The Dalhousie Institute was established in 1859 "to promote the literary and scientific improvement of members by means of lectures, library, reading room and other sources as may from time to time be devised; to foster a spirit of goodwill and sociability among the members; to provide amusements; to take part in and promote sports and games, and to embark upon any activities calculated to benefit the Institute or to advance the welfare of the members".
The Institute was not a social club in its early years - no drinks were served and no ladies were admitted as members till 1887.
The foundation stone of the DI - which was then located on the southern side of the Dalhousie Square tank - was laid on March 4, 1865 by the then Lieutenant Governor of Bengal, the Hon'ble Cecil Beadon. The original marble plaque commemorating the event has now been relocated in the entrance hall of the current premises at 42 Jhowtalla Road.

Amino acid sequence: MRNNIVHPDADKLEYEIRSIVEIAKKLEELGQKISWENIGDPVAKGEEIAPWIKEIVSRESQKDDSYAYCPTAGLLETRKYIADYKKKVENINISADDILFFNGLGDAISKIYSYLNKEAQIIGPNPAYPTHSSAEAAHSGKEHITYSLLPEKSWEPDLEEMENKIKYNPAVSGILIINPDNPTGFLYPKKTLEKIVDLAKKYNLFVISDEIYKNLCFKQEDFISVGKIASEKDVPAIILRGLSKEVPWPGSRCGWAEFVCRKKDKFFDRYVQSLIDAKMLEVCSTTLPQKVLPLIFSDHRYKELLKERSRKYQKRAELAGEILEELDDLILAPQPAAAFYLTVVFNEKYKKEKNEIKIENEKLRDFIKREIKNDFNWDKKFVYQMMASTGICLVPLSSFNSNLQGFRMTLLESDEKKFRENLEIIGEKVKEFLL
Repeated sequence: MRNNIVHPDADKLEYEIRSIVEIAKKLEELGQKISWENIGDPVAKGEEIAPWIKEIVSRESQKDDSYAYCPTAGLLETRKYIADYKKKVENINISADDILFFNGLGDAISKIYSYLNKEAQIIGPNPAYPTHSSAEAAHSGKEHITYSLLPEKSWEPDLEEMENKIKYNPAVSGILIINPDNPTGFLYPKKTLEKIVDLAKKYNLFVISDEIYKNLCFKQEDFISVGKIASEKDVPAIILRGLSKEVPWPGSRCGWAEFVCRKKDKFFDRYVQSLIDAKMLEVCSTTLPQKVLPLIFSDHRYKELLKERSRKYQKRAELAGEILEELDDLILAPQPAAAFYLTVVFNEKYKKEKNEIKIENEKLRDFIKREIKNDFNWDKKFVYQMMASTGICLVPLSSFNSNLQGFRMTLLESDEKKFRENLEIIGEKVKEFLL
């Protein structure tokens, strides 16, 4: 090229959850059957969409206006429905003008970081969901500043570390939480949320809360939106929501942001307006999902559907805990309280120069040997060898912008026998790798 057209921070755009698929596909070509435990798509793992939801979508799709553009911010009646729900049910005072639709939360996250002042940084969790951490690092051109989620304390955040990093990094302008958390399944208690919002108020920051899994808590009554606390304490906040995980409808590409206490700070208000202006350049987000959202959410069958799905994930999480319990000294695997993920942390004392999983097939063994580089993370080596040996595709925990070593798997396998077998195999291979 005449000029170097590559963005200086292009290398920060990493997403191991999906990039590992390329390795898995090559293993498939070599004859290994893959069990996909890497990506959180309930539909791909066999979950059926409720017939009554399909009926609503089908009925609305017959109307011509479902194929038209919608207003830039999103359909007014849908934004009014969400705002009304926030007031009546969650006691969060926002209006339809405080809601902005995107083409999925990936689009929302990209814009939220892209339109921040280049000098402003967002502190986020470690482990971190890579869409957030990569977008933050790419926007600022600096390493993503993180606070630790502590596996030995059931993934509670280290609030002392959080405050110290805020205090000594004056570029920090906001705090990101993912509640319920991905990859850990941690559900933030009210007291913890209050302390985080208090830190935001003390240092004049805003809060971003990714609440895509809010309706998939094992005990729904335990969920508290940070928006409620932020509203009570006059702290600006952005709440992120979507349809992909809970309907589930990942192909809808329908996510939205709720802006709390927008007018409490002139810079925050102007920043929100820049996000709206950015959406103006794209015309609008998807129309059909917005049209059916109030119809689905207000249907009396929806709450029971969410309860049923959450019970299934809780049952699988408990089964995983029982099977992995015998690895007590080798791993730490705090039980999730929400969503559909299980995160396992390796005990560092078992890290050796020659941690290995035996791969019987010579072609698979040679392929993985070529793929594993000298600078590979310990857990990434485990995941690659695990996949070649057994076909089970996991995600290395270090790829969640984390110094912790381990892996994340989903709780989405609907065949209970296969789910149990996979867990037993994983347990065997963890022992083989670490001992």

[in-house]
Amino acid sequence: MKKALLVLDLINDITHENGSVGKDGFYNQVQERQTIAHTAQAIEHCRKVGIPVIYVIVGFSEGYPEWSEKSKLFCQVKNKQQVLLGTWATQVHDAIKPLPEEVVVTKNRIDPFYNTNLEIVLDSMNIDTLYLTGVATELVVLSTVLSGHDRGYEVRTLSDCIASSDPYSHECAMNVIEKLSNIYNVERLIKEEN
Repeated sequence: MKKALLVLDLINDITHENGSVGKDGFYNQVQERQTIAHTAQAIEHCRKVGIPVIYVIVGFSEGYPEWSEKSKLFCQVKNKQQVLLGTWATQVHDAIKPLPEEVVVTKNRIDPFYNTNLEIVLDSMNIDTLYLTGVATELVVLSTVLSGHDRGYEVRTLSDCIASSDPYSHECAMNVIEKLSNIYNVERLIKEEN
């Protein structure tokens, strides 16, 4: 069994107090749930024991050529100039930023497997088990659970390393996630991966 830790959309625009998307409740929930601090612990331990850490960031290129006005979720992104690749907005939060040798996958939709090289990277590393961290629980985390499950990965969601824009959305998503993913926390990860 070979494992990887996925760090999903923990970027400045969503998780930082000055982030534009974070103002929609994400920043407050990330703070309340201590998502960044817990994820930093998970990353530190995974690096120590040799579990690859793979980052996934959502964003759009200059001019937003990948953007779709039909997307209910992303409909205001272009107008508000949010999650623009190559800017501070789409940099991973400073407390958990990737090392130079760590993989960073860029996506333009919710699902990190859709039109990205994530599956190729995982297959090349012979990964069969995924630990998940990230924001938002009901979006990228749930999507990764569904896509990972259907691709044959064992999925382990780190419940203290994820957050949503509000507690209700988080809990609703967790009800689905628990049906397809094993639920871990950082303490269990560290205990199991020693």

During World War II, the Institute was requisitioned for the use of US troops and, in 1948, it was shifted from Dalhousie Square; in its place today stands Telephone Bhavan. In 1956, the DI moved to its present location, which was once the garden house of the family of Gen J N Chowdhury.
We have come a long way, and in time, the 'other sources' have been actively devised to foster the spirit of goodwill, though ladies were only given the vote in 2004. Today, in addition to the library and reading room, the DI offers its members such sports facilities as a gym, swimming, tennis, billiards, badminton, table tennis, darts and bridge. Its football and cricket teams are among the leaders on the club scene. And with its regular social and cultural activities and facilities for young and old, the DI has earned its reputation of being "the family club" of Kolkata.
In the last few months, a new Food Court has been introduced, an amenity that allows members to sample fare other than that from its own kitchens. A new Children's Park, with child-friendly equipment has also been set up and is already a hit with the youngsters.The project for the renewal of the hall is well into the construction stage.